|Teaching (IAE - IBE - UNESCO, 34 p.)|
Students often benefit from working in pairs or small groups to construct understandings or help one another master skills.
Research indicates that there is often much to be gained by arranging for students to collaborate in pairs or small groups as they work on activities and assignments. Co-operative learning promotes affective and social benefits such as increased student interest in and valuing of subject matter, and increases in positive attitudes and social interactions among students who differ in gender, race, ethnicity, achievement levels and other characteristics.
Co-operative learning also creates the potential for cognitive and metacognitive benefits by engaging students in discourse that requires them to make their task-related information-processing and problem-solving strategies explicit (and thus available for discussion and reflection). Students are likely to show improved achievement outcomes when they engage in certain forms of co-operative learning as an alternative to completing assignments on their own.
In the classroom
Traditional approaches to instruction feature whole-class lessons followed by independent seatwork time during which students work alone (and usually silently) on assignments. Cooperative learning approaches retain the whole-class lessons but replace part of the individual seatwork time with opportunities for students to work together in pairs or small groups on follow-up practice and application activities. Co-operative learning can be used with activities ranging from drill and practice to learning facts and concepts, discussion and problem solving. It is perhaps most valuable as a way of engaging students in meaningful learning with authentic tasks in a social setting. Students have more chances to talk in pairs or small groups than in whole-class activities, and shy students are more likely to feel comfortable expressing ideas in these more intimate settings.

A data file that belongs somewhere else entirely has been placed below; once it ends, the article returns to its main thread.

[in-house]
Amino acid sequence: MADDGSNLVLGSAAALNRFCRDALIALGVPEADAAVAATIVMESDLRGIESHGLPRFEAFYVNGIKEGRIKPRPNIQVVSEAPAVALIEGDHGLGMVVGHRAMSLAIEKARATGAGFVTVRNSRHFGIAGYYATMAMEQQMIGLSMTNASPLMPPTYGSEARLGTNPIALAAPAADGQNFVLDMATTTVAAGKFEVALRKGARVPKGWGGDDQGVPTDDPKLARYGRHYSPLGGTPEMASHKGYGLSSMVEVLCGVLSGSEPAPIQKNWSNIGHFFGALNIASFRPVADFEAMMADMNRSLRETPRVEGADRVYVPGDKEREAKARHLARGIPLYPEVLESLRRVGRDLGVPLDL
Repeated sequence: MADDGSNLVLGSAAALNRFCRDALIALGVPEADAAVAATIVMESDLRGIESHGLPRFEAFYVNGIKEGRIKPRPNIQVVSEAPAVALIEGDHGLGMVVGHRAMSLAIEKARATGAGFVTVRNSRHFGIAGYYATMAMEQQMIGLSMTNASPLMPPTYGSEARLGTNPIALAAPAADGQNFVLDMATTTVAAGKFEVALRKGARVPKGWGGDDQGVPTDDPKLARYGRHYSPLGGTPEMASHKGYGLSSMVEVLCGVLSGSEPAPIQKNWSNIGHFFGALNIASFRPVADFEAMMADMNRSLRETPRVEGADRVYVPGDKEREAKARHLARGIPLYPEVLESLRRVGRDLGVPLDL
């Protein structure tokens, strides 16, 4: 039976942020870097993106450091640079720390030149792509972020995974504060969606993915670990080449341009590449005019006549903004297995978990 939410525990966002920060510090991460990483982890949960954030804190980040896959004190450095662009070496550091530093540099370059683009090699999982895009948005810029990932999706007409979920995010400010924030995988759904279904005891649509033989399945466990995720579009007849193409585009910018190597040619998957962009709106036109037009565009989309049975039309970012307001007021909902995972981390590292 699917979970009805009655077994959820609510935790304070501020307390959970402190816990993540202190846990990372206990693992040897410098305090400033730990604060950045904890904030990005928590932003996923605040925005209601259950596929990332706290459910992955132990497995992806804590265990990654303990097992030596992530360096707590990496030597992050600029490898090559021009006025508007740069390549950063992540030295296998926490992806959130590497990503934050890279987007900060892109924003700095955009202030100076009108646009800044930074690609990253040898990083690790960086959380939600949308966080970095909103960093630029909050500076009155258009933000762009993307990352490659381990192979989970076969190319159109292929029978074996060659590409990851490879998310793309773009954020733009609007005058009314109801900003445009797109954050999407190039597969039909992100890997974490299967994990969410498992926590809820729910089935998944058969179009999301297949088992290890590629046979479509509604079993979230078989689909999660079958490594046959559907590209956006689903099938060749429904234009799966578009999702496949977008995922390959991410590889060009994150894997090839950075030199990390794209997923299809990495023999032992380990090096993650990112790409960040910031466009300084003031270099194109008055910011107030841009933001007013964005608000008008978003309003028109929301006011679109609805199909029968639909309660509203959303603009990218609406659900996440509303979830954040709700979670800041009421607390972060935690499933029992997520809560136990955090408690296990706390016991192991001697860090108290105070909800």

Some forms of co-operative learning call for students to help one another achieve individual learning goals, for example by discussing how to respond to assignments, checking work, or providing feedback or tutorial assistance. Other forms of co-operative learning call for students to work together to achieve a group goal by pooling their resources and sharing the work. For example, the group might conduct an experiment, assemble a collage, or prepare a research report to be presented to the rest of the class. Co-operative learning models that call for students to work together to produce a group product often feature a division of labour among group participants (e.g. to prepare a biographical report, one group member will assume responsibility for studying the persons early life, another for the persons major accomplishments, another for the persons effects on society, and so on).
Co-operative learning methods are most likely to enhance learning outcomes if they combine group goals with individual accountability. That is, each group member will be held accountable for accomplishing the activitys learning goals (students know that any member of the group may be called on to answer any one of the groups questions or that they will all be tested individually on what they are learning).
Activities used in co-operative learning formats should be well suited to those formats. Some activities are most naturally carried out by individuals working alone, others by students working in pairs, and still others by small groups of three to six students.
Students should receive whatever instruction and scaffolding they may need to prepare them for productive engagement in co-operative learning activities. For example, teachers may need to show their students how to listen, share, integrate the ideas of others and handle disagreements constructively. During times when students are working in pairs or small groups, the teacher should circulate to monitor progress, make sure that groups are working productively and provide any assistance needed.
References: Bennett & Dunne (1992); Johnson & Johnson (1994); Slavin (1990).